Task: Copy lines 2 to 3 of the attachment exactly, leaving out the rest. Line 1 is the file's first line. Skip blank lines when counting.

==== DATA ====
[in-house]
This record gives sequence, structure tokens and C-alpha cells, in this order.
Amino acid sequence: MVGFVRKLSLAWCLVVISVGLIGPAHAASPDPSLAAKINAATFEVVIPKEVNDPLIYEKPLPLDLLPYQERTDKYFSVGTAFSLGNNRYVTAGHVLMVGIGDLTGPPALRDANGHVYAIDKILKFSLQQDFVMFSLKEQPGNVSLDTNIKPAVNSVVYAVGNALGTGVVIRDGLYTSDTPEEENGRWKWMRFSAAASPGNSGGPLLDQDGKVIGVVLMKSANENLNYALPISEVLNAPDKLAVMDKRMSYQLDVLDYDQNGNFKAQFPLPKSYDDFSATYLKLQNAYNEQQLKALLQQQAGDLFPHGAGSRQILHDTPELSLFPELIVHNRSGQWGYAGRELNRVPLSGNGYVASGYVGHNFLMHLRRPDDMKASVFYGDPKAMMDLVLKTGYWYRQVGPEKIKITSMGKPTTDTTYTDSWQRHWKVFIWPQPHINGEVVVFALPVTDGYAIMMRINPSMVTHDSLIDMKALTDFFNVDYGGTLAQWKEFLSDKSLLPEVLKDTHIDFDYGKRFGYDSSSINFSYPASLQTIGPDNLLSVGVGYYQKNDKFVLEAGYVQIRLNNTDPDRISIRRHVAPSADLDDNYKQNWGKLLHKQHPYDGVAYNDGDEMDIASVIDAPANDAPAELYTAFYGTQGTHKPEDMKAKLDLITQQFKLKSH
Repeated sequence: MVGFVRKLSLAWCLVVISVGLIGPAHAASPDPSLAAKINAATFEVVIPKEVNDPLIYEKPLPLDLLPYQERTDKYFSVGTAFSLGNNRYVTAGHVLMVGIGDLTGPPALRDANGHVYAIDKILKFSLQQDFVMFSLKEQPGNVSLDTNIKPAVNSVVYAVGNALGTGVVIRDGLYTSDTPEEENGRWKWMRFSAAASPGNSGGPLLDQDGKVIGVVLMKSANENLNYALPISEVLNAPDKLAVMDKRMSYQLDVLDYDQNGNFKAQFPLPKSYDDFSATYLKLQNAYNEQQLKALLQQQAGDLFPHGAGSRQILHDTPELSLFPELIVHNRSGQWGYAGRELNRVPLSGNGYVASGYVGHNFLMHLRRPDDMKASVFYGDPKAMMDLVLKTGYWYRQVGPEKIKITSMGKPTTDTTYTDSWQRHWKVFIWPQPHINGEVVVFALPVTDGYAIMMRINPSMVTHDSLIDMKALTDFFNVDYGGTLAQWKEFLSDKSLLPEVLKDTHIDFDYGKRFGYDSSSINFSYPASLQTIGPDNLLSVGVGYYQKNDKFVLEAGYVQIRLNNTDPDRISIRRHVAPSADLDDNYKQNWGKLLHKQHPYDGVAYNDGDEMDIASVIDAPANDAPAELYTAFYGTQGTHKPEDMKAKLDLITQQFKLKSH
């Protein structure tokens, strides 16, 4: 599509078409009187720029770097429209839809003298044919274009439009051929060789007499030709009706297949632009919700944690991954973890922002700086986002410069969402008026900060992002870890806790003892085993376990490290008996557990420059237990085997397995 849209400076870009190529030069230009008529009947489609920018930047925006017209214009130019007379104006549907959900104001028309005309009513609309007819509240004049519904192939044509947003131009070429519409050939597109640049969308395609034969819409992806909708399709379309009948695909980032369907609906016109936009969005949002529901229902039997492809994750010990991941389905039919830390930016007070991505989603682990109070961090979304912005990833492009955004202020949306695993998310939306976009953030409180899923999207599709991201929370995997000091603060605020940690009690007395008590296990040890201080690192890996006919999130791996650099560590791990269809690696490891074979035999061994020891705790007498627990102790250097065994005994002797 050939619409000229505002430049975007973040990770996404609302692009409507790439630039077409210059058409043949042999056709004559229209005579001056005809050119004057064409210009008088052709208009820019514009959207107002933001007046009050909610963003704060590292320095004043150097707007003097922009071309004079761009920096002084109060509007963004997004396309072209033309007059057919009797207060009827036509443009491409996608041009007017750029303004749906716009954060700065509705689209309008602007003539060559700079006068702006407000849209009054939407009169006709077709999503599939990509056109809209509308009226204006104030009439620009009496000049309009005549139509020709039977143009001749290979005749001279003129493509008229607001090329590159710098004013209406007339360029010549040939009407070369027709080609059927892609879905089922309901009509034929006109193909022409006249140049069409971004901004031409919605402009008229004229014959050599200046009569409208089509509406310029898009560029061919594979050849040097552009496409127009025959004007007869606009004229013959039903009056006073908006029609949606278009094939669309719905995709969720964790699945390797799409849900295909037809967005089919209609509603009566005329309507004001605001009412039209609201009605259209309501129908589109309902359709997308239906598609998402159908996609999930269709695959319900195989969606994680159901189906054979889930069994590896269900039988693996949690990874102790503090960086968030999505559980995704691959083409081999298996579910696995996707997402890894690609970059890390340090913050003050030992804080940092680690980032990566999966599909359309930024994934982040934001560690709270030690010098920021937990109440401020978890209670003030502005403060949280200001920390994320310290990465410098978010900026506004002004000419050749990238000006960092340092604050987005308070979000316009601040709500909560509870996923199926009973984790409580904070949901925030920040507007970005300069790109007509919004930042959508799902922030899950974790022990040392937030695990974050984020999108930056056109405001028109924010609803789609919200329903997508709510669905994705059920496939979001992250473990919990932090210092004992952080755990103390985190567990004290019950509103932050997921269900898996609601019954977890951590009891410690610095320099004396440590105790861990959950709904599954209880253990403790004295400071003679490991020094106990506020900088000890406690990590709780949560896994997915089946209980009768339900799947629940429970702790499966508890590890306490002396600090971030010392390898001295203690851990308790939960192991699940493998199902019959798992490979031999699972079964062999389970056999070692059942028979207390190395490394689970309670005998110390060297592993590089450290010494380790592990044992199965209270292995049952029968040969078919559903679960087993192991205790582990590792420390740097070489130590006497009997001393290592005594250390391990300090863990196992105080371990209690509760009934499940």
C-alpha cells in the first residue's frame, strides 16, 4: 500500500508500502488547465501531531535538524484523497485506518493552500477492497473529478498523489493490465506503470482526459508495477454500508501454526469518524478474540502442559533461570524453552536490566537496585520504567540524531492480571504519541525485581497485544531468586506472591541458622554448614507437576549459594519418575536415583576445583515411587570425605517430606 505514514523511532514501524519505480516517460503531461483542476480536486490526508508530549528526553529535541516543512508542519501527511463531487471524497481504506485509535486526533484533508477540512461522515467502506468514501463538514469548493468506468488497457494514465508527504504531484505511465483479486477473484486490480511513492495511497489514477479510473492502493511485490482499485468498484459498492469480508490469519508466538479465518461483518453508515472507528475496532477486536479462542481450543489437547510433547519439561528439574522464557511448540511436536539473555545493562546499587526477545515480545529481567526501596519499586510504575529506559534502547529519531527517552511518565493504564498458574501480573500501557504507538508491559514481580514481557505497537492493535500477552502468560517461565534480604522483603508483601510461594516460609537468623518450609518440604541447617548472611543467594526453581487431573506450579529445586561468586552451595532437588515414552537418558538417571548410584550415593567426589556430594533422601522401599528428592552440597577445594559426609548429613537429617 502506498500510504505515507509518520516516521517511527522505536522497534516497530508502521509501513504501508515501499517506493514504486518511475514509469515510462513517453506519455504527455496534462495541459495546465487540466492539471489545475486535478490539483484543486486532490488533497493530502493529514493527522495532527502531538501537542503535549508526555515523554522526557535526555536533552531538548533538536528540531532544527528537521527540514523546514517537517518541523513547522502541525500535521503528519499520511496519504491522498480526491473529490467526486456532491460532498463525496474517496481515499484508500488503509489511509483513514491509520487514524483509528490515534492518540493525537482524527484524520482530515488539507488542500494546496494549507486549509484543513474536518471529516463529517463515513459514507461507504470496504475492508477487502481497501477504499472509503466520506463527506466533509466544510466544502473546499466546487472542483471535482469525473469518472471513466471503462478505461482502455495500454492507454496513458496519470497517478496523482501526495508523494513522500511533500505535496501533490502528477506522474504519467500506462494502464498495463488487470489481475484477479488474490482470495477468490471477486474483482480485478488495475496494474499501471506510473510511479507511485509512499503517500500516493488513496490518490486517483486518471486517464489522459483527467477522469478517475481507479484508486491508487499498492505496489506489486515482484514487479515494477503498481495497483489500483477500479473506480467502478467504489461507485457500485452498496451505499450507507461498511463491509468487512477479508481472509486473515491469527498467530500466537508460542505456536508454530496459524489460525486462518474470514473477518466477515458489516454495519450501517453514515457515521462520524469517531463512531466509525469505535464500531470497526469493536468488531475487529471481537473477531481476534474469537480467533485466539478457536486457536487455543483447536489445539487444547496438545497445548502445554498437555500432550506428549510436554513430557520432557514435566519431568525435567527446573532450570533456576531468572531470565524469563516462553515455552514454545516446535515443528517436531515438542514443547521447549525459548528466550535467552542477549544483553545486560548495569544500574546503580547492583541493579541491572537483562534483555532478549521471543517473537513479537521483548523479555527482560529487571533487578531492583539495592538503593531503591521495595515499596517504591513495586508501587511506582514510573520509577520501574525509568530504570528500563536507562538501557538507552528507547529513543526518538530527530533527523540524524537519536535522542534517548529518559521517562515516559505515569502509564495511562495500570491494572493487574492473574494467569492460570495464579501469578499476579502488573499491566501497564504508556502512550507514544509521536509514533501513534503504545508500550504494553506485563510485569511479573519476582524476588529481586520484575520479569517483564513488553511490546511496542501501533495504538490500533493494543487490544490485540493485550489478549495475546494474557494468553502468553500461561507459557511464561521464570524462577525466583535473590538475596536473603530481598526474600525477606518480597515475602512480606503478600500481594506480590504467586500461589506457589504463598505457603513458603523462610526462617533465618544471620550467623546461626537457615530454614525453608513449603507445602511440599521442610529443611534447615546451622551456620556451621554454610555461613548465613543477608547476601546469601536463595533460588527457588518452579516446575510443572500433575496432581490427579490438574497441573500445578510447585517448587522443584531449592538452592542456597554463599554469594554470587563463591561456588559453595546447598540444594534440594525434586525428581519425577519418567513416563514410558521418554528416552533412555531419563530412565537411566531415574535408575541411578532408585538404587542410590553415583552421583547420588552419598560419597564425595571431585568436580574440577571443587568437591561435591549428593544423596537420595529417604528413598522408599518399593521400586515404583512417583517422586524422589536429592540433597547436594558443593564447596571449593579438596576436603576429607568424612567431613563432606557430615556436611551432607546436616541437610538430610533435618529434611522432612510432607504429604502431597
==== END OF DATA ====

This record gives sequence, structure tokens and C-alpha cells, in this order.
Amino acid sequence: MVGFVRKLSLAWCLVVISVGLIGPAHAASPDPSLAAKINAATFEVVIPKEVNDPLIYEKPLPLDLLPYQERTDKYFSVGTAFSLGNNRYVTAGHVLMVGIGDLTGPPALRDANGHVYAIDKILKFSLQQDFVMFSLKEQPGNVSLDTNIKPAVNSVVYAVGNALGTGVVIRDGLYTSDTPEEENGRWKWMRFSAAASPGNSGGPLLDQDGKVIGVVLMKSANENLNYALPISEVLNAPDKLAVMDKRMSYQLDVLDYDQNGNFKAQFPLPKSYDDFSATYLKLQNAYNEQQLKALLQQQAGDLFPHGAGSRQILHDTPELSLFPELIVHNRSGQWGYAGRELNRVPLSGNGYVASGYVGHNFLMHLRRPDDMKASVFYGDPKAMMDLVLKTGYWYRQVGPEKIKITSMGKPTTDTTYTDSWQRHWKVFIWPQPHINGEVVVFALPVTDGYAIMMRINPSMVTHDSLIDMKALTDFFNVDYGGTLAQWKEFLSDKSLLPEVLKDTHIDFDYGKRFGYDSSSINFSYPASLQTIGPDNLLSVGVGYYQKNDKFVLEAGYVQIRLNNTDPDRISIRRHVAPSADLDDNYKQNWGKLLHKQHPYDGVAYNDGDEMDIASVIDAPANDAPAELYTAFYGTQGTHKPEDMKAKLDLITQQFKLKSH